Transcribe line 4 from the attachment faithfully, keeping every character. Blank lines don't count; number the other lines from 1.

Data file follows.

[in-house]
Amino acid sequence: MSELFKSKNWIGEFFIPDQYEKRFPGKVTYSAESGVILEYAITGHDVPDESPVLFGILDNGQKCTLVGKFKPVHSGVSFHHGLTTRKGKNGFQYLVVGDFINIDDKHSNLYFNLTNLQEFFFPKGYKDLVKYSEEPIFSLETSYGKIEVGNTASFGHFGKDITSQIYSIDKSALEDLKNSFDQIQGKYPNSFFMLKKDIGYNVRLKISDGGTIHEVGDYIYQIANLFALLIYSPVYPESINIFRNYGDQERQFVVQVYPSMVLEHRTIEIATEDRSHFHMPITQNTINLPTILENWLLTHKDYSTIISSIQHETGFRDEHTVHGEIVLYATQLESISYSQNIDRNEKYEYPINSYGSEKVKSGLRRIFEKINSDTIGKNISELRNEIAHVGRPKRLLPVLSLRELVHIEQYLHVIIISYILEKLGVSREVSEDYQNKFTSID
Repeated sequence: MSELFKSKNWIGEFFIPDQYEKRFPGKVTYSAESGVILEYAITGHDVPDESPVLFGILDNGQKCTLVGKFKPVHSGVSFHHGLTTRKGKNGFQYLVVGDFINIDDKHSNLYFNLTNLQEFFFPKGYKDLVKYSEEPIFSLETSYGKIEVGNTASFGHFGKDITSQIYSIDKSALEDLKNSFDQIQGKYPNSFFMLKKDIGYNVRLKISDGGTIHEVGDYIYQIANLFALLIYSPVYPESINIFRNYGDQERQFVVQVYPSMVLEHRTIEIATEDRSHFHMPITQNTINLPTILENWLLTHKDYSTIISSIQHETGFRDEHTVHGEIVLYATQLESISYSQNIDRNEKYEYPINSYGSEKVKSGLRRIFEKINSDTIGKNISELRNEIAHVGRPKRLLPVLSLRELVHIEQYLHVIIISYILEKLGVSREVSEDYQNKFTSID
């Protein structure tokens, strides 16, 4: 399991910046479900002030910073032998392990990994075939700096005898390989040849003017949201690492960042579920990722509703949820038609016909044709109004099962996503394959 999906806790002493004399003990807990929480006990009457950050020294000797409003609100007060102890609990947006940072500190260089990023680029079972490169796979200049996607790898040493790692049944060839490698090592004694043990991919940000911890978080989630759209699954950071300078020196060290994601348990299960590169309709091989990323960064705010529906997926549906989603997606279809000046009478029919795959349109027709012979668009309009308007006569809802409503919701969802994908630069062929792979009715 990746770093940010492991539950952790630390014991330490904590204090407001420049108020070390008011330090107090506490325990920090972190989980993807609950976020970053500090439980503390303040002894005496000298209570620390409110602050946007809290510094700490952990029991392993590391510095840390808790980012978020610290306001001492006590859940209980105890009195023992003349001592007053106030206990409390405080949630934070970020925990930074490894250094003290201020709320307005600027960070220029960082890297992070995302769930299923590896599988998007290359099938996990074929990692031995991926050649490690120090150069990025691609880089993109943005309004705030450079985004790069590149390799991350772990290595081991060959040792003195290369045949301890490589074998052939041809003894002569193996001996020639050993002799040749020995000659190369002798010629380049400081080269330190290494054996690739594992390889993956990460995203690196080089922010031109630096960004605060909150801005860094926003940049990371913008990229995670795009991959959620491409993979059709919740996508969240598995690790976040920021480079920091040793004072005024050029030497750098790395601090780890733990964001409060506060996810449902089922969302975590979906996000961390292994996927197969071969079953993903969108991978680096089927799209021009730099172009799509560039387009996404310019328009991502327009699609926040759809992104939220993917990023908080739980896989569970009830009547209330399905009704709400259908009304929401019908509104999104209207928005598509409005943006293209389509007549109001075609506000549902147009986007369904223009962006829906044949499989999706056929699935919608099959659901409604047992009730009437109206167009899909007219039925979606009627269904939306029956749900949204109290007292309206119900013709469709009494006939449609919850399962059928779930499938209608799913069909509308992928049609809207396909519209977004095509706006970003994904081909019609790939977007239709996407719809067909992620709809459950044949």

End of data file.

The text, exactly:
């Protein structure tokens, strides 16, 4: 399991910046479900002030910073032998392990990994075939700096005898390989040849003017949201690492960042579920990722509703949820038609016909044709109004099962996503394959 999906806790002493004399003990807990929480006990009457950050020294000797409003609100007060102890609990947006940072500190260089990023680029079972490169796979200049996607790898040493790692049944060839490698090592004694043990991919940000911890978080989630759209699954950071300078020196060290994601348990299960590169309709091989990323960064705010529906997926549906989603997606279809000046009478029919795959349109027709012979668009309009308007006569809802409503919701969802994908630069062929792979009715 990746770093940010492991539950952790630390014991330490904590204090407001420049108020070390008011330090107090506490325990920090972190989980993807609950976020970053500090439980503390303040002894005496000298209570620390409110602050946007809290510094700490952990029991392993590391510095840390808790980012978020610290306001001492006590859940209980105890009195023992003349001592007053106030206990409390405080949630934070970020925990930074490894250094003290201020709320307005600027960070220029960082890297992070995302769930299923590896599988998007290359099938996990074929990692031995991926050649490690120090150069990025691609880089993109943005309004705030450079985004790069590149390799991350772990290595081991060959040792003195290369045949301890490589074998052939041809003894002569193996001996020639050993002799040749020995000659190369002798010629380049400081080269330190290494054996690739594992390889993956990460995203690196080089922010031109630096960004605060909150801005860094926003940049990371913008990229995670795009991959959620491409993979059709919740996508969240598995690790976040920021480079920091040793004072005024050029030497750098790395601090780890733990964001409060506060996810449902089922969302975590979906996000961390292994996927197969071969079953993903969108991978680096089927799209021009730099172009799509560039387009996404310019328009991502327009699609926040759809992104939220993917990023908080739980896989569970009830009547209330399905009704709400259908009304929401019908509104999104209207928005598509409005943006293209389509007549109001075609506000549902147009986007369904223009962006829906044949499989999706056929699935919608099959659901409604047992009730009437109206167009899909007219039925979606009627269904939306029956749900949204109290007292309206119900013709469709009494006939449609919850399962059928779930499938209608799913069909509308992928049609809207396909519209977004095509706006970003994904081909019609790939977007239709996407719809067909992620709809459950044949």